share|improve this answer
    
Thank you for addressing the question! :p Yes, the objects are being used multiple times in the methods so I'm wanting to cache them. The script is complete, I'm just optimizing now. I'm trying to reduce the line count and this is one place I thought I might be able to. Do you know if there's any way to condense these throughout multiple methods? – Aaron Feb 24 '13 at 0:39
    
@Aaron - if you just want to condense their readability impact, then you can use one longer line rather than multiple lines. But, there isn't any other fast way to get them all into local variables like this. – jfriend00 Feb 24 '13 at 0:40
    
thanks so much for the clear response. – Aaron Feb 24 '13 at 0:42
    
here's a question... what if I were to include something like: var allVars=script.getVars(); inside every method (where the declarations are)? Then inside the getVars method, retrieve all of the elements and return them as an object? Since I've declared allVars within the method itself, would the returned object contents be local as well? The code is working, but (back to my original question that was impossible but now working) - are these truly local/cached to the method? – Aaron Feb 24 '13 at 1:18
    
@Aaron - you'd be putting them into local variables, but you'd need an extra lookup to get both the object and then the corresponding property and you'd have the overhead of a method call. It would be better to keep the originals in a global object and then just reassign the global object to a local var. If you really care, then you will have to benchmark this (perhaps in jsPerf) in several browsers to know if you're making things faster or slower. – jfriend00 Feb 24 '13 at 1:20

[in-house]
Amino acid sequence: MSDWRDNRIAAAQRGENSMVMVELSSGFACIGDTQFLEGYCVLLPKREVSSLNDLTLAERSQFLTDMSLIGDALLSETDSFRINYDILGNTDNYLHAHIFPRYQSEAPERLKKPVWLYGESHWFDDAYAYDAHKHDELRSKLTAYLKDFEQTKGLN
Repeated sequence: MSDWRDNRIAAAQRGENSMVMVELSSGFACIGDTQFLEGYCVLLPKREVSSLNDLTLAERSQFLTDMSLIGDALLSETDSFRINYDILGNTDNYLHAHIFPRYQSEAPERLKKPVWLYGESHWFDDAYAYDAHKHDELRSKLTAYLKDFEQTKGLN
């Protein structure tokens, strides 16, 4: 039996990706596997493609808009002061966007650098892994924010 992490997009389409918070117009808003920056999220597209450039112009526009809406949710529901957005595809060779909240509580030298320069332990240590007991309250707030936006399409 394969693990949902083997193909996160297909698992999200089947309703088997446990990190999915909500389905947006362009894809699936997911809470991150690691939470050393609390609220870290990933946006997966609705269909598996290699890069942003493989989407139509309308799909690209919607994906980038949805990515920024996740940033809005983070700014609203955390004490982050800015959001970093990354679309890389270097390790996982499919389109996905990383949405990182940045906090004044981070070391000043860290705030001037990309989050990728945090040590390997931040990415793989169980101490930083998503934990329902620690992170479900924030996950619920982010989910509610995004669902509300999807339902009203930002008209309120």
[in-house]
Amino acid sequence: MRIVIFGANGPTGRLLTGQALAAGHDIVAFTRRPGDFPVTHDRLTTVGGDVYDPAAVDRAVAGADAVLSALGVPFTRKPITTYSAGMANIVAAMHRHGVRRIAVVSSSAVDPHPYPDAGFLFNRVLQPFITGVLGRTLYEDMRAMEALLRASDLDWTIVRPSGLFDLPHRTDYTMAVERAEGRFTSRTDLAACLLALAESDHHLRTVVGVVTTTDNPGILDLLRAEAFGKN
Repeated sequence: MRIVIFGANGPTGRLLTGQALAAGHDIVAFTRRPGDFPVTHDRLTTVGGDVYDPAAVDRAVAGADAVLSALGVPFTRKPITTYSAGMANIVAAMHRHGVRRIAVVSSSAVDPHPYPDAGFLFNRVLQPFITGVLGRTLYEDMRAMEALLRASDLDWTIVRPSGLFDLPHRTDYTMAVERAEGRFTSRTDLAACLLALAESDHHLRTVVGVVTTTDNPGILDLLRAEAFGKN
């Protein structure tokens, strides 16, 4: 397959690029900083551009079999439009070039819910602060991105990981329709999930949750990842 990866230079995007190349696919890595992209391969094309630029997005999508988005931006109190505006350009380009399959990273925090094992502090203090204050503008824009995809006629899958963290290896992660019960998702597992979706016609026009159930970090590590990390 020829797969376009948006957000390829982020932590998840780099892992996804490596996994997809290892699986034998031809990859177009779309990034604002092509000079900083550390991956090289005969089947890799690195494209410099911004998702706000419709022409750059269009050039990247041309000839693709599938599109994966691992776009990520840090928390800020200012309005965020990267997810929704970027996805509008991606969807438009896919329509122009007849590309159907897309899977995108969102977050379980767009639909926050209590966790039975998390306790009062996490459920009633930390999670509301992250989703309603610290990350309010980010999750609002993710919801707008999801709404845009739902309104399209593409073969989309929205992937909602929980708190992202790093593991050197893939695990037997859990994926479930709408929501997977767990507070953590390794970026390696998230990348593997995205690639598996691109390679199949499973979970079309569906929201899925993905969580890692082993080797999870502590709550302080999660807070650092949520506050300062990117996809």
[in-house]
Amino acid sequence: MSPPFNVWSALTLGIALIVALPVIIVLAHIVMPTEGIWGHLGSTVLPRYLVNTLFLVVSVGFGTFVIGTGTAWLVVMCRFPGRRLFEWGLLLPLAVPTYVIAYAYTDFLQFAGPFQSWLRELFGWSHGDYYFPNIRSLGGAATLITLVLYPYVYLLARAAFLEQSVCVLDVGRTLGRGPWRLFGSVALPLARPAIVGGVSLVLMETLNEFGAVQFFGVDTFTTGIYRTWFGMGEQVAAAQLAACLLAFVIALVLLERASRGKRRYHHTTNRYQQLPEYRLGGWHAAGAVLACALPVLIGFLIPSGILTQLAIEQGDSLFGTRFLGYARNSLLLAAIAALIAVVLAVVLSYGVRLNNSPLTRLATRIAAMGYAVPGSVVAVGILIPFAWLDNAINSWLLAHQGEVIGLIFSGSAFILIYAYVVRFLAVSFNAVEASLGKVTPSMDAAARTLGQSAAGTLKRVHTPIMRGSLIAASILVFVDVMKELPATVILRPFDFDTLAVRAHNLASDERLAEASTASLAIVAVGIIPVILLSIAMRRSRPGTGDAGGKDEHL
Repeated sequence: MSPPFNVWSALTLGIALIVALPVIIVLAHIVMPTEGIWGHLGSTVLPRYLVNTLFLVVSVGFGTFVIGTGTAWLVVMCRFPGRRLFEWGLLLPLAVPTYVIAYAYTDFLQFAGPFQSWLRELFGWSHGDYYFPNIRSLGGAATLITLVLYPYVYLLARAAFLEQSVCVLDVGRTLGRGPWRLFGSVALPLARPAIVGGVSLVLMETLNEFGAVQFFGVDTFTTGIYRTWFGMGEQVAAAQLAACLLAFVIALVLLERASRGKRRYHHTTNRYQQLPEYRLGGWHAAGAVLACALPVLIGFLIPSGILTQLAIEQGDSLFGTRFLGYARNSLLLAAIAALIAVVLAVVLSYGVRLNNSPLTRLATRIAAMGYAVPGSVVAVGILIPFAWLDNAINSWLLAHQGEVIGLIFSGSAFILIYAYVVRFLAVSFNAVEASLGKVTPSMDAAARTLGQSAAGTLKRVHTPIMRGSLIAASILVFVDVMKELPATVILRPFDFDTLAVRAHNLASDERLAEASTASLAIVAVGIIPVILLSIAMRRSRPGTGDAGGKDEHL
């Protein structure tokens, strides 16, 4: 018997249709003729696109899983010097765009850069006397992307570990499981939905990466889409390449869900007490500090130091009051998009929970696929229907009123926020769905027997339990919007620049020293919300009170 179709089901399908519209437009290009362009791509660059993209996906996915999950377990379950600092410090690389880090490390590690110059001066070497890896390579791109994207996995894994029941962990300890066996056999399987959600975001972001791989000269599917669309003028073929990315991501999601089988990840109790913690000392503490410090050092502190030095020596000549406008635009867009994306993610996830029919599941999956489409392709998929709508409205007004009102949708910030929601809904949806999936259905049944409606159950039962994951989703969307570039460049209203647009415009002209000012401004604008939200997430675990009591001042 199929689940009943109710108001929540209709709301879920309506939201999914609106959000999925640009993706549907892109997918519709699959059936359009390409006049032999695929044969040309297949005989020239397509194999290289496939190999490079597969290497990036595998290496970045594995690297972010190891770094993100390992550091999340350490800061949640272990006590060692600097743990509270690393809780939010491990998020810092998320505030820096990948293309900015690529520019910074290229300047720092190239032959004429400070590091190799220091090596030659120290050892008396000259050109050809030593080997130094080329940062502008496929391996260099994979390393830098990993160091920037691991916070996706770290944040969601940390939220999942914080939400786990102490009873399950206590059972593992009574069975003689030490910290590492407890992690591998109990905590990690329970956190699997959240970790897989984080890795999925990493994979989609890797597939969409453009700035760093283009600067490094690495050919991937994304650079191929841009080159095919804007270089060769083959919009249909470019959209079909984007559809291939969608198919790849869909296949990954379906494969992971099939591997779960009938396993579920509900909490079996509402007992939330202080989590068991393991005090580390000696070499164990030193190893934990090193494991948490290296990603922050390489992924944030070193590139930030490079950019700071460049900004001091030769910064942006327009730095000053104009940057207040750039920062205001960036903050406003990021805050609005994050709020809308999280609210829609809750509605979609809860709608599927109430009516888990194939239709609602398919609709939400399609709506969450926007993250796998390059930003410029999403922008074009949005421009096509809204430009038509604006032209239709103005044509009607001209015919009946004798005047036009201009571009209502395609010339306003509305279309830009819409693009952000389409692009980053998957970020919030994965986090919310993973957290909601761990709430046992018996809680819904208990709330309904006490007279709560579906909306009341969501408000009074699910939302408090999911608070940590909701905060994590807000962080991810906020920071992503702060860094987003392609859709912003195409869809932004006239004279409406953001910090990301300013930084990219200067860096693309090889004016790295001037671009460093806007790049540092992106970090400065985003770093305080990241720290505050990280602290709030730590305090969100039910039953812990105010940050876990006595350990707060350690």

this getElements() function its impossible

The local variable ends with the scope.. once the scope is over the variable is also gone..

You should read these excellent posts JavaScript Variable Scope and Variable Scope

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OK, so returning the vars is out of the question. It was a long shot, but I'm just wondering if there is a better way to condense the var declarations at the top of each method? – Aaron Feb 24 '13 at 0:25
1  
why dont you create a local object which has inside it all references you need? this is the fastest way to achieve your task.. they'll be only two paths to get you to the memory, one to the local obj and another to your var.. this way localObj.myVar – thiagoh Feb 24 '13 at 0:28
    
Wouldn't creating/referencing a local object would be slower than referencing local variables and be about the same length? I'm not sure how this would help reduce the repetitive declarations throughout different methods. – Aaron Feb 24 '13 at 0:30

Local variables are faster, but not by much. You would need to access the variables several times inside the function to make up for the time it takes to copy the value to the local variable in the first place. If you use it only once, you will only have wasted that time.

Here is a performance test: http://jsperf.com/variables-vs-properties-2

Not only can you see that there is no big difference between looking up properties in an object and using a local variable, you can also see that you have to do this millions of time before the difference would be noticable.